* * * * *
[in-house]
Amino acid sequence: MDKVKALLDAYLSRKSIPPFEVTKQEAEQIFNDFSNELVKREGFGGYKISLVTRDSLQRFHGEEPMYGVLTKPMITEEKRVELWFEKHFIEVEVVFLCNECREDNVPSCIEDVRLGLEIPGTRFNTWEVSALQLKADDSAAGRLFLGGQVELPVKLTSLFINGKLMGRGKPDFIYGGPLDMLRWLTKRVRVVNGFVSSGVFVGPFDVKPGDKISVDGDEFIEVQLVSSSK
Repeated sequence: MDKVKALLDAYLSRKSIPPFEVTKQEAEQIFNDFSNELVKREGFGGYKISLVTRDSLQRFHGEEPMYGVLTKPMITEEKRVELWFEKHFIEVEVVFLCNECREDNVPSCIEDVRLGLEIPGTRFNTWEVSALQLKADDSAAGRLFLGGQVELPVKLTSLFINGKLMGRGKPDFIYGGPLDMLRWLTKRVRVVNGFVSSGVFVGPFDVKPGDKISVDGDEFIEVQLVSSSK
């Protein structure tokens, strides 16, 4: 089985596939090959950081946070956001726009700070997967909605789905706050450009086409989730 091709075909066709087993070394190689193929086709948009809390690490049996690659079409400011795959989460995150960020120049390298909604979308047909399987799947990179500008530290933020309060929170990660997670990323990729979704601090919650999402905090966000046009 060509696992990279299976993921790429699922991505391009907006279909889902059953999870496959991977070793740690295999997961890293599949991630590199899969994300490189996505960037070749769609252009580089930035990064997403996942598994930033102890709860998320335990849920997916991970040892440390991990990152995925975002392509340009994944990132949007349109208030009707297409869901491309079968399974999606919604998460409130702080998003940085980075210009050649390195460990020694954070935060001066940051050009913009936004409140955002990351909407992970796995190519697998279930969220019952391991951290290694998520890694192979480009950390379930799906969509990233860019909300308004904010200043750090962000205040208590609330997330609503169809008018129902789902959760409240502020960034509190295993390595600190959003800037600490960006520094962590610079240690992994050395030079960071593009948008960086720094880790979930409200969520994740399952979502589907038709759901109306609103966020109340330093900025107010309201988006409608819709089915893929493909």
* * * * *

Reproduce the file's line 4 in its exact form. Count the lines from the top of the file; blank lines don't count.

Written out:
């Protein structure tokens, strides 16, 4: 089985596939090959950081946070956001726009700070997967909605789905706050450009086409989730 091709075909066709087993070394190689193929086709948009809390690490049996690659079409400011795959989460995150960020120049390298909604979308047909399987799947990179500008530290933020309060929170990660997670990323990729979704601090919650999402905090966000046009 060509696992990279299976993921790429699922991505391009907006279909889902059953999870496959991977070793740690295999997961890293599949991630590199899969994300490189996505960037070749769609252009580089930035990064997403996942598994930033102890709860998320335990849920997916991970040892440390991990990152995925975002392509340009994944990132949007349109208030009707297409869901491309079968399974999606919604998460409130702080998003940085980075210009050649390195460990020694954070935060001066940051050009913009936004409140955002990351909407992970796995190519697998279930969220019952391991951290290694998520890694192979480009950390379930799906969509990233860019909300308004904010200043750090962000205040208590609330997330609503169809008018129902789902959760409240502020960034509190295993390595600190959003800037600490960006520094962590610079240690992994050395030079960071593009948008960086720094880790979930409200969520994740399952979502589907038709759901109306609103966020109340330093900025107010309201988006409608819709089915893929493909």